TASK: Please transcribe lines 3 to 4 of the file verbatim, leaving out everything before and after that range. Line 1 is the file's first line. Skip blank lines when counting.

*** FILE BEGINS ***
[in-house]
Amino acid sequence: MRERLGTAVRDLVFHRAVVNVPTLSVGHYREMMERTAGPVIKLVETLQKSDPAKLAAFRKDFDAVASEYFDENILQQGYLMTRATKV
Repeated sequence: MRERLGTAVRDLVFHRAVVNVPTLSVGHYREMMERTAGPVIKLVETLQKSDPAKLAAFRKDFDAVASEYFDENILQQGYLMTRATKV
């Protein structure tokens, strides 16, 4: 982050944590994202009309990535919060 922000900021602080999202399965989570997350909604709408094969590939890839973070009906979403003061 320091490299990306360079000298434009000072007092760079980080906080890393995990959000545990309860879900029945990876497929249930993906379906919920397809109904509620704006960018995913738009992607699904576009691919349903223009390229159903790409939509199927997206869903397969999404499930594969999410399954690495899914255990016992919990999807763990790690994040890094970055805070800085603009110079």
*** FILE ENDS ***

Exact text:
Repeated sequence: MRERLGTAVRDLVFHRAVVNVPTLSVGHYREMMERTAGPVIKLVETLQKSDPAKLAAFRKDFDAVASEYFDENILQQGYLMTRATKV
């Protein structure tokens, strides 16, 4: 982050944590994202009309990535919060 922000900021602080999202399965989570997350909604709408094969590939890839973070009906979403003061 320091490299990306360079000298434009000072007092760079980080906080890393995990959000545990309860879900029945990876497929249930993906379906919920397809109904509620704006960018995913738009992607699904576009691919349903223009390229159903790409939509199927997206869903397969999404499930594969999410399954690495899914255990016992919990999807763990790690994040890094970055805070800085603009110079």